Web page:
Then a multitude of sons shall also be hers when “the remnant of His brethren shall return unto the children of Israel.” The residue, called “His brethren” here, He owns Himself as “My brethren” in Matthew 25:40. Thus shall be fulfilled the word of the elder prophet, “As soon as Zion travailed, she brought forth her children” (Isaiah 66:8). He will be revealed as the long-waited-for Shepherd of Israel, who “shall stand and feed [or, shepherd] in the strength of the Lord,” and who shall give abiding rest to His regathered flock. His majesty and glory shall be made known throughout the habitable world, “for now shall He be great unto the ends of the earth” (ver. 4). It is a connected prophecy of the rejection of Christ when He came in lowly grace, to be succeeded by His acceptance and world-wide acknowledgment when He comes the second time, in power and dignity becoming His exalted Person.

But the hour of His appearance will be the hour of Israel’s deepest sorrow. Jerusalem shall be compassed with armies. The Antichrist will be reigning, with blasphemous pretensions, in the city. The legions of the revived Roman empire will have entered into a league with him both offensive and defensive. From the south a fierce horde will be pouring into the land. From the north the dreaded power denominated “the Assyrian,” of whom Sennacherib was but as a type, will be marching down in exultant triumph, spreading desolation on every hand. “Then shall the Lord go forth, and fight against those nations, as when He fought in the day of battle” (Zechariah 14:3), and “this [Man] shall be the peace.” He who has now made peace with God for guilty men by the blood of His cross; He who, seated as Man on Jehovah’s throne, is our peace; He shall be the Peace in that day; and in Him weary, distracted Israel shall find their rest.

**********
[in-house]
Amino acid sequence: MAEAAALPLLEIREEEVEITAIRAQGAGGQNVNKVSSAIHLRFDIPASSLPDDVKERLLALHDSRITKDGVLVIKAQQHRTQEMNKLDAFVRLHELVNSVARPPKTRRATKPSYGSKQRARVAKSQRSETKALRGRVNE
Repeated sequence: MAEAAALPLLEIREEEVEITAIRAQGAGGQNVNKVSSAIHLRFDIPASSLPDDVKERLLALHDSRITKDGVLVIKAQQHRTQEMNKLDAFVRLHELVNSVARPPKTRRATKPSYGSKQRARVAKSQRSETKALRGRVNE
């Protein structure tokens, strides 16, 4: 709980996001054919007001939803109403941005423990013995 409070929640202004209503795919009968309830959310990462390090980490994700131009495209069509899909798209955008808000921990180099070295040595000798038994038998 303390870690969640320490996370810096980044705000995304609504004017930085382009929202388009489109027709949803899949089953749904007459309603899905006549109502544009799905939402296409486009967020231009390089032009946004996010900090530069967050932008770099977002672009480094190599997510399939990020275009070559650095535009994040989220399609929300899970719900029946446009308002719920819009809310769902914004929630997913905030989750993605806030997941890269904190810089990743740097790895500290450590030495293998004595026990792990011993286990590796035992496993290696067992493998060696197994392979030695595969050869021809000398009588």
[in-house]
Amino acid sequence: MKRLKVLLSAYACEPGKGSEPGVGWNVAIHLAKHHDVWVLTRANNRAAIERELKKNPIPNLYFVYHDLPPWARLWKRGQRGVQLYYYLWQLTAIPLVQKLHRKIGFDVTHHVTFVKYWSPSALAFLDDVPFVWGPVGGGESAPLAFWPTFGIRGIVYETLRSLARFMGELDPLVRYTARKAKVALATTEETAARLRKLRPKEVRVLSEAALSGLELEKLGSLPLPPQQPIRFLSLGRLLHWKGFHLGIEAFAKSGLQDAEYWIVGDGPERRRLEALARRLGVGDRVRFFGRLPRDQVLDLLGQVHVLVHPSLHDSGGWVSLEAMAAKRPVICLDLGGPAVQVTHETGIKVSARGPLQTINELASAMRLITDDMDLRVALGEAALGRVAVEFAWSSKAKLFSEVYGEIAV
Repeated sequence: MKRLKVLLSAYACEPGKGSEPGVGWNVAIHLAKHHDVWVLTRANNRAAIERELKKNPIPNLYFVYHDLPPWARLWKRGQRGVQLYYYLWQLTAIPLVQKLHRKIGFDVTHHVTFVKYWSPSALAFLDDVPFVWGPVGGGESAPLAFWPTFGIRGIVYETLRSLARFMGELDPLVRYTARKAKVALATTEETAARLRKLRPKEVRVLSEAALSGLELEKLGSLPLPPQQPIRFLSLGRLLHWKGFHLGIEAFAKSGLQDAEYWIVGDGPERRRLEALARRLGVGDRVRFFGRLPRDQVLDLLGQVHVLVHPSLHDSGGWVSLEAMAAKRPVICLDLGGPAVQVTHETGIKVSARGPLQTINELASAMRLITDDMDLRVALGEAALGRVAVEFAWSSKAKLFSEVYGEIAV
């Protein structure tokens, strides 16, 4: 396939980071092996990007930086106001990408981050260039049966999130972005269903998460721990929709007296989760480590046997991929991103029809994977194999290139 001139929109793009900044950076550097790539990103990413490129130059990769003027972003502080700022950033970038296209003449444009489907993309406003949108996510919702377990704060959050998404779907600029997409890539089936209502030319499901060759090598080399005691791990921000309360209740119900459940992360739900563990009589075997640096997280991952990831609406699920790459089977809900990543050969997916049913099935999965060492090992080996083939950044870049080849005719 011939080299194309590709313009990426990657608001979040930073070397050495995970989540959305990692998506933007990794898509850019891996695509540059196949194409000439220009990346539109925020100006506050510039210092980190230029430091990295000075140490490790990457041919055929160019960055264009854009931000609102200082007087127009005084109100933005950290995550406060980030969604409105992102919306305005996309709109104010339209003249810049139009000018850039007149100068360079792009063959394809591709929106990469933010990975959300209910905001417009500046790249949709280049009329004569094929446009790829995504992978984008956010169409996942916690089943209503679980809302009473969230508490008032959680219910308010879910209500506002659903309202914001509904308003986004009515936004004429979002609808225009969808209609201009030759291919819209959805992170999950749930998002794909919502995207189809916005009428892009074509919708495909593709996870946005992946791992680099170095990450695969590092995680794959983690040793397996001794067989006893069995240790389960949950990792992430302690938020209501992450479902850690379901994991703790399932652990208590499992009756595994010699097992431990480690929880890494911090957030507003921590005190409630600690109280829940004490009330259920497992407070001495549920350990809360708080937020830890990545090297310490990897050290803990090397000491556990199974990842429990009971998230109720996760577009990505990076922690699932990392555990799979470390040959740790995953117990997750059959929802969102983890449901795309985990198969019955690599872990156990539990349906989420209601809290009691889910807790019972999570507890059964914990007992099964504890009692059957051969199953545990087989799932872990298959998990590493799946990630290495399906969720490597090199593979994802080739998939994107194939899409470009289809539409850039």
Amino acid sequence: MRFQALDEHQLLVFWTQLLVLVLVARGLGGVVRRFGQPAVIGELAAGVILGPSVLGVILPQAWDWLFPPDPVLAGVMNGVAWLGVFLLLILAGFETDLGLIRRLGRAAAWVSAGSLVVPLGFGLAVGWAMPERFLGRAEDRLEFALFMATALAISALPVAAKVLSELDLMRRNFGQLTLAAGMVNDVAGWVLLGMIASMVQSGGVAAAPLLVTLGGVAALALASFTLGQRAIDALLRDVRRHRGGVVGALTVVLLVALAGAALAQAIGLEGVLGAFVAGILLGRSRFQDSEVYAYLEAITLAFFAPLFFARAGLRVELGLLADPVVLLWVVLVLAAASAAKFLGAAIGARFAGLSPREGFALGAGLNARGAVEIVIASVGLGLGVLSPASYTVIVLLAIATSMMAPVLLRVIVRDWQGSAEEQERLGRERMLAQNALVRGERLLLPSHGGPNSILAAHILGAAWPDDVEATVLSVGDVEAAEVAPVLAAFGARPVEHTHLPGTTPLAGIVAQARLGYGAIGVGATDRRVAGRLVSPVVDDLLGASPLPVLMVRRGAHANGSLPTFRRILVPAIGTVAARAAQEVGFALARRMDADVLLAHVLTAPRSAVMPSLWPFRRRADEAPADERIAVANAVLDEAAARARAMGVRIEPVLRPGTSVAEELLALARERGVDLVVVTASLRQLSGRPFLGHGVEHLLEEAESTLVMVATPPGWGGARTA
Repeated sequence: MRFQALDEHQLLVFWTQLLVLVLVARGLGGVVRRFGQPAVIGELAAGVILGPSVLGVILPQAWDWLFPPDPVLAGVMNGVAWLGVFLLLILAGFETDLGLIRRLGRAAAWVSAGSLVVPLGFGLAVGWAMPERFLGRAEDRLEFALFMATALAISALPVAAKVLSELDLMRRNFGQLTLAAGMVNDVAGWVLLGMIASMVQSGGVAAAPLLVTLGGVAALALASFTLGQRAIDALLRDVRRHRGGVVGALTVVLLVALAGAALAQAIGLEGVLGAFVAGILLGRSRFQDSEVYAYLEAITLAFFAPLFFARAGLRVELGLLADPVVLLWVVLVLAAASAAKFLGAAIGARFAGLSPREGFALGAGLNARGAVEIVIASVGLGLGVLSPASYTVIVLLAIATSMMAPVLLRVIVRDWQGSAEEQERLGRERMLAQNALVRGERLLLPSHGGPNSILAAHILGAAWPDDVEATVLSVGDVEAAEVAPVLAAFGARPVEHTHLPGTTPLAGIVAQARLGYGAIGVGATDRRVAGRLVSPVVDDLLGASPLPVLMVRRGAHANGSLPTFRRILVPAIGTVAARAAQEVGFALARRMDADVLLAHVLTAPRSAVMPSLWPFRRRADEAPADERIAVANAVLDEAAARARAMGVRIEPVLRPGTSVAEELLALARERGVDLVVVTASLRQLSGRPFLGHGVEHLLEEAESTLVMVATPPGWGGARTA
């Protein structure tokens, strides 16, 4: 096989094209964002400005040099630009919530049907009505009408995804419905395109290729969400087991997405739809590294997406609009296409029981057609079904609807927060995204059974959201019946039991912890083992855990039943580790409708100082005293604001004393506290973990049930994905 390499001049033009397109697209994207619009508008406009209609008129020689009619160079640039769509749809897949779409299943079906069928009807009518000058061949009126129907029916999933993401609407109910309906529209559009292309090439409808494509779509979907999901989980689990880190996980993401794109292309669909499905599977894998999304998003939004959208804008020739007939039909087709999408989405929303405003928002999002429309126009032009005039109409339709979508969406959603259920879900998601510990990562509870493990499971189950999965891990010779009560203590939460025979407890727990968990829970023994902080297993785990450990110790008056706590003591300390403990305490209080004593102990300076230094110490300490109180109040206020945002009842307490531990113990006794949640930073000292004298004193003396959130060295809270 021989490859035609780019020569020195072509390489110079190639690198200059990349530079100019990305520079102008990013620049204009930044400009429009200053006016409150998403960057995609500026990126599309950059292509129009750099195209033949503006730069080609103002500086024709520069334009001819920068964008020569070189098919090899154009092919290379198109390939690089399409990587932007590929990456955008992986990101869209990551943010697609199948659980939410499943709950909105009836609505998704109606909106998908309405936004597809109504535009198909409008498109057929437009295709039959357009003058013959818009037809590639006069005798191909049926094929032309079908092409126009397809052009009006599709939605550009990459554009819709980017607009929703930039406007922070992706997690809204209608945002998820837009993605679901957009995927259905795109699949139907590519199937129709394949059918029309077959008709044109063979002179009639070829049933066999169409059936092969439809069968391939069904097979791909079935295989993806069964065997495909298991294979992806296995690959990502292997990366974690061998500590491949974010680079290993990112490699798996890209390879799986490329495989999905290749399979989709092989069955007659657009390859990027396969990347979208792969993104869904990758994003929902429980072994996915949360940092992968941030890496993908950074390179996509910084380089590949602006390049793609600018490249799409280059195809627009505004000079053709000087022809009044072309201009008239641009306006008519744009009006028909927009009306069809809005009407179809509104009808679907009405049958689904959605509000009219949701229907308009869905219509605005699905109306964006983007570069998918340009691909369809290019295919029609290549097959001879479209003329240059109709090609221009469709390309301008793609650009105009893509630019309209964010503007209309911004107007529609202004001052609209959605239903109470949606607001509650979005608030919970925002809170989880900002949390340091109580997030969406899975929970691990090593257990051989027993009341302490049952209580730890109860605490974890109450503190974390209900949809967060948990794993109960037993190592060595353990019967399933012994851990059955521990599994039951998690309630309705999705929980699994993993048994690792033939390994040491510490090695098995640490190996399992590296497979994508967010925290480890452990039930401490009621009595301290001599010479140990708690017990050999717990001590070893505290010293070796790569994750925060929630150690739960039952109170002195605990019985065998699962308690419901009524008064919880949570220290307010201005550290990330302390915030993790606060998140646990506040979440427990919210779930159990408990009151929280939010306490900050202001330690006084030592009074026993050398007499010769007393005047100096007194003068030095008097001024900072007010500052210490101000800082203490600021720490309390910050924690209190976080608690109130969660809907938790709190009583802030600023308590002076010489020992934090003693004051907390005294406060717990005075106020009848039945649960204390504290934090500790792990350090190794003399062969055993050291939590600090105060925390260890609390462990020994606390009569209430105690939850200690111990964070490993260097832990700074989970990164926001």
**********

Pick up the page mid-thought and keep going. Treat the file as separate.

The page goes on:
The haughty Assyrian will be overthrown, and God’s chosen people delivered from his cruel power (vers. 5 and 6). Then, freed from all their enemies, “the remnant of Jacob shall be in the midst of many people as a dew from the Lord, as the showers upon the grass,” bringing refreshment and blessing to all nations at the Lord’s bidding, and tarrying for none (ver. 7).

The lion of Judah’s tribe shall arise in His might, subjecting all enemies to His sway. Thus shall Israel have become the head, and nevermore be the tail (vers. 8, 9). Everything that has exalted itself against the Lord shall be put down. Evil of every kind shall be rooted out of the scene, and righteousness will be triumphant to the ends of the earth (vers. 10-15). It is the end to which all the prophets looked forward; so it becomes a fitting end to the second section of our book.

Bibliographical Information
Ironside, H. A. "Commentary on Micah 5". Ironside's Notes on Selected Books. https://studylight.org/commentaries/eng/isn/micah-5.html. 1914.